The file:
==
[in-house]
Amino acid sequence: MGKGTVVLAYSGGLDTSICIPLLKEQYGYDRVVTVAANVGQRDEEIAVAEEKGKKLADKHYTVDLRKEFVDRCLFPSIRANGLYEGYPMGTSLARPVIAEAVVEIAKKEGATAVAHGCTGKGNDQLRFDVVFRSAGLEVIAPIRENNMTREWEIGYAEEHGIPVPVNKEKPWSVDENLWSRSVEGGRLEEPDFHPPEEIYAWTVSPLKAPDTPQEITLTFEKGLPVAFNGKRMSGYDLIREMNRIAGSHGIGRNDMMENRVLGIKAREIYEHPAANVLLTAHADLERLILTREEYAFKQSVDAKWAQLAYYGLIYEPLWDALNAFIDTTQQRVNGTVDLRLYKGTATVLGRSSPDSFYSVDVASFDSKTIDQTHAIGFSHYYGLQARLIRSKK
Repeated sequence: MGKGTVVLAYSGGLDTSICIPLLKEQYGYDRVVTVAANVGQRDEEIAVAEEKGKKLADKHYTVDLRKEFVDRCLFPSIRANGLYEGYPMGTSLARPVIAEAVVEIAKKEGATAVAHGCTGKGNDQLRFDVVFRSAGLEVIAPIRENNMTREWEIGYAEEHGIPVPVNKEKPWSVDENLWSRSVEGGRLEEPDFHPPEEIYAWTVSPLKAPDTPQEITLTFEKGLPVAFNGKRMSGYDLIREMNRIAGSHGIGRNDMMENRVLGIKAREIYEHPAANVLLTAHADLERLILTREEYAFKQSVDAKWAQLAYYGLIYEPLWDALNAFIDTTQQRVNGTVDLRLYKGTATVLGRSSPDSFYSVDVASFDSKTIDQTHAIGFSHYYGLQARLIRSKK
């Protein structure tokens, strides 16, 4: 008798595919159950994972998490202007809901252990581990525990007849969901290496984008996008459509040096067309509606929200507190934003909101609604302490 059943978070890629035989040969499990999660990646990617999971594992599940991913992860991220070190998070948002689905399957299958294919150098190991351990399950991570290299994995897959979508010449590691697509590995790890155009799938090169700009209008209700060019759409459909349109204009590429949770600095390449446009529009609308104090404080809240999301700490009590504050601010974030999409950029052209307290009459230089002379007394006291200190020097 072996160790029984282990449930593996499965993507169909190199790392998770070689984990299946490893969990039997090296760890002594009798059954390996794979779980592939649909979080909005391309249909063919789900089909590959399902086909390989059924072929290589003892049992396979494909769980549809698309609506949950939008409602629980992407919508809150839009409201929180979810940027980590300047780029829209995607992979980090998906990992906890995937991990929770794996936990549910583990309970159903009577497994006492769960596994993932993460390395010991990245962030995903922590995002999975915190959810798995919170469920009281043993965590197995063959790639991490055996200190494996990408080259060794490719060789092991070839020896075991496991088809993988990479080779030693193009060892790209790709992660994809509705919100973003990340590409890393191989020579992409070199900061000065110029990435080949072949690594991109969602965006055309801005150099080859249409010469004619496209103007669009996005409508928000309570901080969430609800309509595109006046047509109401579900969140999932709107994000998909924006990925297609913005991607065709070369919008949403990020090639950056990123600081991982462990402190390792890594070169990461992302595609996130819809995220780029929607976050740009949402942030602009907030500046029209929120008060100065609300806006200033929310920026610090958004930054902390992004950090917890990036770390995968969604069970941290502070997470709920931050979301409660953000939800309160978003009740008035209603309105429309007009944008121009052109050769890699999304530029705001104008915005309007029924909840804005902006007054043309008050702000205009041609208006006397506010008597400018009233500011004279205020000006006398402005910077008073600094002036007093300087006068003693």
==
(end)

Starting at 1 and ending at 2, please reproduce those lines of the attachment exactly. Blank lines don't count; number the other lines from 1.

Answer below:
[in-house]
Amino acid sequence: MGKGTVVLAYSGGLDTSICIPLLKEQYGYDRVVTVAANVGQRDEEIAVAEEKGKKLADKHYTVDLRKEFVDRCLFPSIRANGLYEGYPMGTSLARPVIAEAVVEIAKKEGATAVAHGCTGKGNDQLRFDVVFRSAGLEVIAPIRENNMTREWEIGYAEEHGIPVPVNKEKPWSVDENLWSRSVEGGRLEEPDFHPPEEIYAWTVSPLKAPDTPQEITLTFEKGLPVAFNGKRMSGYDLIREMNRIAGSHGIGRNDMMENRVLGIKAREIYEHPAANVLLTAHADLERLILTREEYAFKQSVDAKWAQLAYYGLIYEPLWDALNAFIDTTQQRVNGTVDLRLYKGTATVLGRSSPDSFYSVDVASFDSKTIDQTHAIGFSHYYGLQARLIRSKK